The Polo Shirt: An American Classic

Lumina Navy Polo_1For generations now, the polo shirt has been a cornerstone of any classic, Ivy League-inspired wardrobe. While most people who hear “polo shirt,” tend to think “Polo ™” shirt, the first branded version was actually developed in 1929 for tennis legend Rene’ “Le Crocodile” Lacoste.

Lacoste wanted a comfortable shirt to replace the traditional, but impractical, dress shirt and tie worn by tennis players at the time. In doing so, he unwittingly gave rise to one of the most versatile garments ever conceived. The rest, as the saying goes, is history.

With its unique ability to straddle the elusive line between casual and formal, the classic polo can carry you from the office to the country club with little difficulty. Of course, while it’s not always right for every occasion, when paired with a sharp outfit the polo shirt pretty much has you covered for anything short of a black tie dinner. Jeans, grey flannels, Nantucket Reds, and shorts all play well with polos. It’s more dressy than tee shirt, yet less formal than an oxford button down – itself another shirt that has universal serviceability.

JFK Polo and KhakisThe genuinely timeless combination of a well loved polo shirt and khakis is about the most classic look you can opt for and usually works just fine for most situations in which you need to be presentable. In fact, it’s so versatile an outfit that it works equally well with worn-in, beat-up favorites or pressed and crisp, off-to-cocktails-on-the-lawn togs.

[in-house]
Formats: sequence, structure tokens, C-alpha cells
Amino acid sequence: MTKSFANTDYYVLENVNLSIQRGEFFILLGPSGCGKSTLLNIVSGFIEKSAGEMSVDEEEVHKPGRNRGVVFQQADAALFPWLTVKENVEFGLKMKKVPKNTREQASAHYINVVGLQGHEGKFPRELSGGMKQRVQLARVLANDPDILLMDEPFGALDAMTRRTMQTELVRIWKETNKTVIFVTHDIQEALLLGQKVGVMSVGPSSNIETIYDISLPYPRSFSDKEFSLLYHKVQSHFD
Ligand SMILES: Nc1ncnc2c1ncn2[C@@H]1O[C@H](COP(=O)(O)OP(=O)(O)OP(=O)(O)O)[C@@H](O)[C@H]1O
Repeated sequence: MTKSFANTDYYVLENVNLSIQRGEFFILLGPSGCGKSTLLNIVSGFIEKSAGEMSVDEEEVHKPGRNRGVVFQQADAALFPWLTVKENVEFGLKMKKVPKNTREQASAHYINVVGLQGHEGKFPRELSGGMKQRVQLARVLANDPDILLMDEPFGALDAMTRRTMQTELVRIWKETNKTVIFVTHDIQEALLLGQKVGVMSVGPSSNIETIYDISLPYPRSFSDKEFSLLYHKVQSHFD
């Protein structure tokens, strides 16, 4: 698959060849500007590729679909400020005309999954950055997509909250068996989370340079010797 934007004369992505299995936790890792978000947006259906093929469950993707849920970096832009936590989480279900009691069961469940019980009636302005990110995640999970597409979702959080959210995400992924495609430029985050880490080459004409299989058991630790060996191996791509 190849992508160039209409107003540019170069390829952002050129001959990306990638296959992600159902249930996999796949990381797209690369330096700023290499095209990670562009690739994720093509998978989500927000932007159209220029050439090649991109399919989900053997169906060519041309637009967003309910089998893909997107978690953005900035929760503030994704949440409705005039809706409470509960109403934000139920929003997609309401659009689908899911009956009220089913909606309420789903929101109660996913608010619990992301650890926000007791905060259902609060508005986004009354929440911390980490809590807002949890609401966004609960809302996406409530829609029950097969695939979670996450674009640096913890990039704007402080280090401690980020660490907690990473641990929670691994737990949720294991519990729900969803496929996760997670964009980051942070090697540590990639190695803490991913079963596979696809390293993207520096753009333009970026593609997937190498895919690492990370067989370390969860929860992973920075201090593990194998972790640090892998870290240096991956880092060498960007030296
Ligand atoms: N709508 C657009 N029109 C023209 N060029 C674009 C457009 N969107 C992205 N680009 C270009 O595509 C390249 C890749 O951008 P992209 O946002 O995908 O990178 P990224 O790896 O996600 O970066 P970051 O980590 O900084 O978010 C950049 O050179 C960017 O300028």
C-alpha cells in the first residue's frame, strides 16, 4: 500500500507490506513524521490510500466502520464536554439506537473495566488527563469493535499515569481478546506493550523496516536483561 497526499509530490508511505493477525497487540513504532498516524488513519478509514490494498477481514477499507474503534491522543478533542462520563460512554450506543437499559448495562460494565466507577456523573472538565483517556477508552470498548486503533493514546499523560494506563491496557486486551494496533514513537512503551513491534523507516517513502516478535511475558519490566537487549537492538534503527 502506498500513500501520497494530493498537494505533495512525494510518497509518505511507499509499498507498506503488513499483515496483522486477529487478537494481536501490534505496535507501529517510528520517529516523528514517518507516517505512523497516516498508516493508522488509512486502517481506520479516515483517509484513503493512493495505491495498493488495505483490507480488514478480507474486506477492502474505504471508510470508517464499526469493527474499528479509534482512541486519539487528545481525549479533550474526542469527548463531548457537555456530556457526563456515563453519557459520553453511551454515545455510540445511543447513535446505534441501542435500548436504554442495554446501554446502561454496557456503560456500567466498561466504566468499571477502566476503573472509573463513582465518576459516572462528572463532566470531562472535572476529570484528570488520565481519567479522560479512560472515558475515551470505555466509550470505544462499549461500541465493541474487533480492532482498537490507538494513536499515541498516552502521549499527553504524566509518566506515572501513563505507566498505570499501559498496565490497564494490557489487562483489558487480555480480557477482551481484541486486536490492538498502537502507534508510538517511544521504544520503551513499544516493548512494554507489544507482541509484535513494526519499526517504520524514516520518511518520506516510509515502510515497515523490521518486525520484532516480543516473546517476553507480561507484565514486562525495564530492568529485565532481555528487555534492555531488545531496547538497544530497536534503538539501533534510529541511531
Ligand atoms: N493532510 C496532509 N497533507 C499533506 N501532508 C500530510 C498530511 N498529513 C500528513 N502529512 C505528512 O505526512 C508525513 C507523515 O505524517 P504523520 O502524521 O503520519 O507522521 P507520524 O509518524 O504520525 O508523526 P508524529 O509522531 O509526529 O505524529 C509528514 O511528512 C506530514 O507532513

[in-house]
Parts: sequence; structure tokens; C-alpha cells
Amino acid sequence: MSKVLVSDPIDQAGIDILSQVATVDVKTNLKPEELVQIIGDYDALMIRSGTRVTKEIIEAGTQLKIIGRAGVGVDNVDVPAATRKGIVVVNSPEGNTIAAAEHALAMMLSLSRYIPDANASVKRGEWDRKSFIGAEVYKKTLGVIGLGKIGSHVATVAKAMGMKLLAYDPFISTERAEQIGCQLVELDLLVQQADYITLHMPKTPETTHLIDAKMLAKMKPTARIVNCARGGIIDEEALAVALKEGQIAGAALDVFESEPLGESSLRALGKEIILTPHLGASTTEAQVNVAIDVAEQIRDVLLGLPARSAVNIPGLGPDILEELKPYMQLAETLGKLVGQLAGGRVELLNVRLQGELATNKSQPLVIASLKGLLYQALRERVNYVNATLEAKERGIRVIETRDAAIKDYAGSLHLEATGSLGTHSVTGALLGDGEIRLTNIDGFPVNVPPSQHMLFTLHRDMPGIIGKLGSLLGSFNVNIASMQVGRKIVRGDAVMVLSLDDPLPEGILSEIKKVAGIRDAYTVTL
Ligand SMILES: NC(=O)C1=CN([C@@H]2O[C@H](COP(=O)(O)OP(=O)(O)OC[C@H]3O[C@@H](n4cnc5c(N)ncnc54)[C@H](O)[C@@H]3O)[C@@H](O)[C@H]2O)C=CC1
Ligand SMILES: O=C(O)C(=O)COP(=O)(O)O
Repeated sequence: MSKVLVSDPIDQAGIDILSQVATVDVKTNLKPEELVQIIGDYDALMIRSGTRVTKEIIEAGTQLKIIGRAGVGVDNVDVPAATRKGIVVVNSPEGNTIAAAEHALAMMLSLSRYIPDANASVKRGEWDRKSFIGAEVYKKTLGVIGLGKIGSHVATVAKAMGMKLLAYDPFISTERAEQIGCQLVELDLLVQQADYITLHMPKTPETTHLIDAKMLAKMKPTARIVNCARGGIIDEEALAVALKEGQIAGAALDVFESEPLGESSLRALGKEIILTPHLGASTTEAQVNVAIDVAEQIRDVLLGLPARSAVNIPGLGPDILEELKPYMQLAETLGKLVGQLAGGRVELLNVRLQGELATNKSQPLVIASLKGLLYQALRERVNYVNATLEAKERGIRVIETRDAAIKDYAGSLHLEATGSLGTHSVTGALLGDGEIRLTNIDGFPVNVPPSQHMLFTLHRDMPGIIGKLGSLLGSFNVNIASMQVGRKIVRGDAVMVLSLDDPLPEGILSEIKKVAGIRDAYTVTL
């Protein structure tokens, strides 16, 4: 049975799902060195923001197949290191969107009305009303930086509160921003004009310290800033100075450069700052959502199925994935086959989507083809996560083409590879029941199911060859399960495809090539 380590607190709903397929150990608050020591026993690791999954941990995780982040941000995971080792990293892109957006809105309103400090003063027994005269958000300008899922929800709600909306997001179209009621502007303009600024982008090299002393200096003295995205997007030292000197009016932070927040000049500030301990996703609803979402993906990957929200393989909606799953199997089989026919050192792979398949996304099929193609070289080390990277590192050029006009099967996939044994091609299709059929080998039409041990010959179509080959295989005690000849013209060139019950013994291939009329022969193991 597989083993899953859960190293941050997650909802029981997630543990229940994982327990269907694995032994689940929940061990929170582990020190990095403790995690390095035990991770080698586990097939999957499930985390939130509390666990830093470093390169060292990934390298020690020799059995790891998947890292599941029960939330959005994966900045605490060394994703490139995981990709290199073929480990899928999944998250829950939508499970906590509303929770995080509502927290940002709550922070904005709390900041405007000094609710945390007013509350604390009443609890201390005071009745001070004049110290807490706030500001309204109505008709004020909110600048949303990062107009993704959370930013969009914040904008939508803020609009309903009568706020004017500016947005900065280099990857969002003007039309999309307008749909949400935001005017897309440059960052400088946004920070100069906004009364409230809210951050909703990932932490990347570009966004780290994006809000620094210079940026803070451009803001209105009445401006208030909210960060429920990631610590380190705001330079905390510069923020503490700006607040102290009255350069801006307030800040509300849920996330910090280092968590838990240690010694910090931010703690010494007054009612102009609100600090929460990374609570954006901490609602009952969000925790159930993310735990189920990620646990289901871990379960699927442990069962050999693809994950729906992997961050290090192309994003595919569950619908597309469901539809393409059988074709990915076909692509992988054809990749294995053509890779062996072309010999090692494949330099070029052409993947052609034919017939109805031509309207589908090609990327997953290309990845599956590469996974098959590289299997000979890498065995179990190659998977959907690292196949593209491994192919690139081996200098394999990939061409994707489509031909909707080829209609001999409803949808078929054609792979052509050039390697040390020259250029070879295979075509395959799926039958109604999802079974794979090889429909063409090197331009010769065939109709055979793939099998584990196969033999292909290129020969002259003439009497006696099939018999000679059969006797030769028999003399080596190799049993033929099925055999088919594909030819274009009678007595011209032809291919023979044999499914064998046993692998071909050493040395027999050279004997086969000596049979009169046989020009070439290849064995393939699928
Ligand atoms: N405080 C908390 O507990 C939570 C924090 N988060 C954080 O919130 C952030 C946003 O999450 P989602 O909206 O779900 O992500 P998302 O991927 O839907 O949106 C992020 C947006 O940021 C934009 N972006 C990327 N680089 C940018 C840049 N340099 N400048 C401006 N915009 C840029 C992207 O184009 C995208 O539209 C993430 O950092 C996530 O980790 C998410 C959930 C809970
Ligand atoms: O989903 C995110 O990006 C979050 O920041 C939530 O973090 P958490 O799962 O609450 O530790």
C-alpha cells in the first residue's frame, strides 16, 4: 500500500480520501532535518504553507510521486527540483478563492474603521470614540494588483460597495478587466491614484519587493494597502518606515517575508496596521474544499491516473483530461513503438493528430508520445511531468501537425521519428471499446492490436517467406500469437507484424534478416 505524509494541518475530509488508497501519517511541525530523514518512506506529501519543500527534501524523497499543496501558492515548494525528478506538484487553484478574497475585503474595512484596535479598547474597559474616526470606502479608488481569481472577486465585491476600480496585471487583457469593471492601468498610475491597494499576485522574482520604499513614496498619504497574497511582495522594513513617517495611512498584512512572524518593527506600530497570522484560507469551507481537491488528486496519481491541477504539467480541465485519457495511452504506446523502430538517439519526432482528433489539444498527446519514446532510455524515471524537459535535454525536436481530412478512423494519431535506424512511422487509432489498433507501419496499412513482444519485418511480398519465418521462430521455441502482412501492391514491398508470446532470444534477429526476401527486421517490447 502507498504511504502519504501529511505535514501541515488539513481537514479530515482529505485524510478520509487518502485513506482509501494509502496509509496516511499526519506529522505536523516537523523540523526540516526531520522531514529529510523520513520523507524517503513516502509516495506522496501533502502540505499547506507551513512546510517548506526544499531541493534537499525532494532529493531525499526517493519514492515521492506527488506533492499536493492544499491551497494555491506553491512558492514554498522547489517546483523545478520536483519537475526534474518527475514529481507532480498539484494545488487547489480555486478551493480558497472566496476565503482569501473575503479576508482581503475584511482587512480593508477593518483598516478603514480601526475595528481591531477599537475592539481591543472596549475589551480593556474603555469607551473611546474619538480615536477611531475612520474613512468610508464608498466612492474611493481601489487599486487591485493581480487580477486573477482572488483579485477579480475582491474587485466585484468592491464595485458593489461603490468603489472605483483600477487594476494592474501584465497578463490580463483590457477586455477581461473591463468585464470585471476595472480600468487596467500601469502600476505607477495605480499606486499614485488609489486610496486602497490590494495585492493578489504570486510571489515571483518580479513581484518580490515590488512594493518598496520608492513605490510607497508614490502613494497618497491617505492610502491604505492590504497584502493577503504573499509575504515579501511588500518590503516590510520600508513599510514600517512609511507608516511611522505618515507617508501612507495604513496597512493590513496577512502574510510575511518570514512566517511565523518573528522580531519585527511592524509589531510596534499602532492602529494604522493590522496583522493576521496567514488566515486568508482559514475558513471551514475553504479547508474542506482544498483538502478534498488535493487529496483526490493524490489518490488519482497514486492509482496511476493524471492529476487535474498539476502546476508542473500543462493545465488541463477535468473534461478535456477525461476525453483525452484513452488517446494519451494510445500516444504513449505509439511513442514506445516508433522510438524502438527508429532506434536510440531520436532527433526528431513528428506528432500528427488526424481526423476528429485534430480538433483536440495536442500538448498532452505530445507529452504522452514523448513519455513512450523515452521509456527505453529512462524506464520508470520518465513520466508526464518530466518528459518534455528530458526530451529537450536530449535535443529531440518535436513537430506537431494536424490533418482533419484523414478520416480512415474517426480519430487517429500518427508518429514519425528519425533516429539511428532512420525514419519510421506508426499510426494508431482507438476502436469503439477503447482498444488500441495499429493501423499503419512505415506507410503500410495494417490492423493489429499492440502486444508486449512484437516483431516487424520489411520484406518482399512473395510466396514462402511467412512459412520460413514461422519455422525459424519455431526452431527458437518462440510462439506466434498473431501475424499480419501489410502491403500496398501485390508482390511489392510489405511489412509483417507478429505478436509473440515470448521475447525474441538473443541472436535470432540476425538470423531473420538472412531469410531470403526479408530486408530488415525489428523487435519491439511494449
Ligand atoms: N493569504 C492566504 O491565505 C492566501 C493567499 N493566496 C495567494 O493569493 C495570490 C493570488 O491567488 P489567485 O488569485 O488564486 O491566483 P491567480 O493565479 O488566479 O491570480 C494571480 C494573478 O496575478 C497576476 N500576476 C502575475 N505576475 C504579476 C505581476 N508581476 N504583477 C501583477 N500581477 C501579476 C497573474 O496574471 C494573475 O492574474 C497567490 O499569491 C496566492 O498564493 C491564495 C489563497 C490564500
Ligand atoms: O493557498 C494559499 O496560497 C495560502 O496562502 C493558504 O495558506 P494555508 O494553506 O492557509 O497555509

Pass on overly logoed or pre-aged polos and instead opt for classic solids or simple stripes. While the hyper-preppy look might work for image fixated teens, simple and timeless is what makes the polo shirt so universally useful and why it continues to be such a wardrobe staple of East Coast adherents.

We are particularly partial to Lumina Clothing’s Carolina Garment Dyed Polo in navy (shown at top). It’s a nice blend of classic styling and an easy, everyday modern design. The fit is trim but comfortable while the shirt’s rougher finishing is casually informal. With hemmed sleeves, a longer three-button placket, and finished collar, this polo’s look is less tennis court and more JFK sailing off Hyannis.

When going “nice” casual, keep the overall feel less stuffy by choosing clean boat shoes or penny loafers and a woven leather or ribbon belt. For a more business look, try a dressy belt with a silver monogrammed buckle, blue blazer, and high-grade slip-ins from Alden. A black polo paired with a grey or pinstriped suit is actually very sharp, in a George Clooney sort of way. If you are going to give that look a try, make sure to opt for a fine-gauge shirt in a silky finish, like KP MacLane’s Signature Men’s Polo.

One of the best things about the polo shirt is its versatility. It comes in a variety of styles and almost any color under the sun, from basic white to jet black, solids or preppy stripes.

Polo shirts also happen to age very well. So, that beat up old polo at the bottom of the shirt drawer – the one with the seriously frayed collar and torn hem – will look just great at a clam bake with some faded khaki shorts and a cold beer.

Rene Lacoste_1

JPM Tennis White Polo

JPM Black Polo

Stacked Lacoste Polos

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